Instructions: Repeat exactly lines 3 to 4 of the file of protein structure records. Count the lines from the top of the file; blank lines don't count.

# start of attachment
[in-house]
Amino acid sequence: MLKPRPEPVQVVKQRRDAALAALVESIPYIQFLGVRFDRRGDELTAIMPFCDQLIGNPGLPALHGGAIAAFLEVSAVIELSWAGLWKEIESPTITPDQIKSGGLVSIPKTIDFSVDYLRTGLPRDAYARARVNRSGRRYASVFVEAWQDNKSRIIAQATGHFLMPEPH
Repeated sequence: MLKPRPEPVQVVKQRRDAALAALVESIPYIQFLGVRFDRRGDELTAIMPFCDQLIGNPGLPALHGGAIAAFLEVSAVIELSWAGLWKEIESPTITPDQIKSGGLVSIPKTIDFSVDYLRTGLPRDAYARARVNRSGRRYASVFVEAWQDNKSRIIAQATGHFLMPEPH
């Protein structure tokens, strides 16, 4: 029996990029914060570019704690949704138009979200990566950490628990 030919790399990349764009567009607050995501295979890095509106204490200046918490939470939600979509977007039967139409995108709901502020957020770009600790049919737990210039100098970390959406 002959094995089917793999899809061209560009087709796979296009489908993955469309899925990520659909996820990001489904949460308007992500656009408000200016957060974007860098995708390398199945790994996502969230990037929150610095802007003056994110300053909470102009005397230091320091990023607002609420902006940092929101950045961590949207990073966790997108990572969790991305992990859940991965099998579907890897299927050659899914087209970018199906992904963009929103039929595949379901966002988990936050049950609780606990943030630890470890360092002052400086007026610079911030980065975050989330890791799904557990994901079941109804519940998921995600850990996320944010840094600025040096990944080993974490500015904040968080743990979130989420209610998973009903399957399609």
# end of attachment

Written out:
Repeated sequence: MLKPRPEPVQVVKQRRDAALAALVESIPYIQFLGVRFDRRGDELTAIMPFCDQLIGNPGLPALHGGAIAAFLEVSAVIELSWAGLWKEIESPTITPDQIKSGGLVSIPKTIDFSVDYLRTGLPRDAYARARVNRSGRRYASVFVEAWQDNKSRIIAQATGHFLMPEPH
């Protein structure tokens, strides 16, 4: 029996990029914060570019704690949704138009979200990566950490628990 030919790399990349764009567009607050995501295979890095509106204490200046918490939470939600979509977007039967139409995108709901502020957020770009600790049919737990210039100098970390959406 002959094995089917793999899809061209560009087709796979296009489908993955469309899925990520659909996820990001489904949460308007992500656009408000200016957060974007860098995708390398199945790994996502969230990037929150610095802007003056994110300053909470102009005397230091320091990023607002609420902006940092929101950045961590949207990073966790997108990572969790991305992990859940991965099998579907890897299927050659899914087209970018199906992904963009929103039929595949379901966002988990936050049950609780606990943030630890470890360092002052400086007026610079911030980065975050989330890791799904557990994901079941109804519940998921995600850990996320944010840094600025040096990944080993974490500015904040968080743990979130989420209610998973009903399957399609």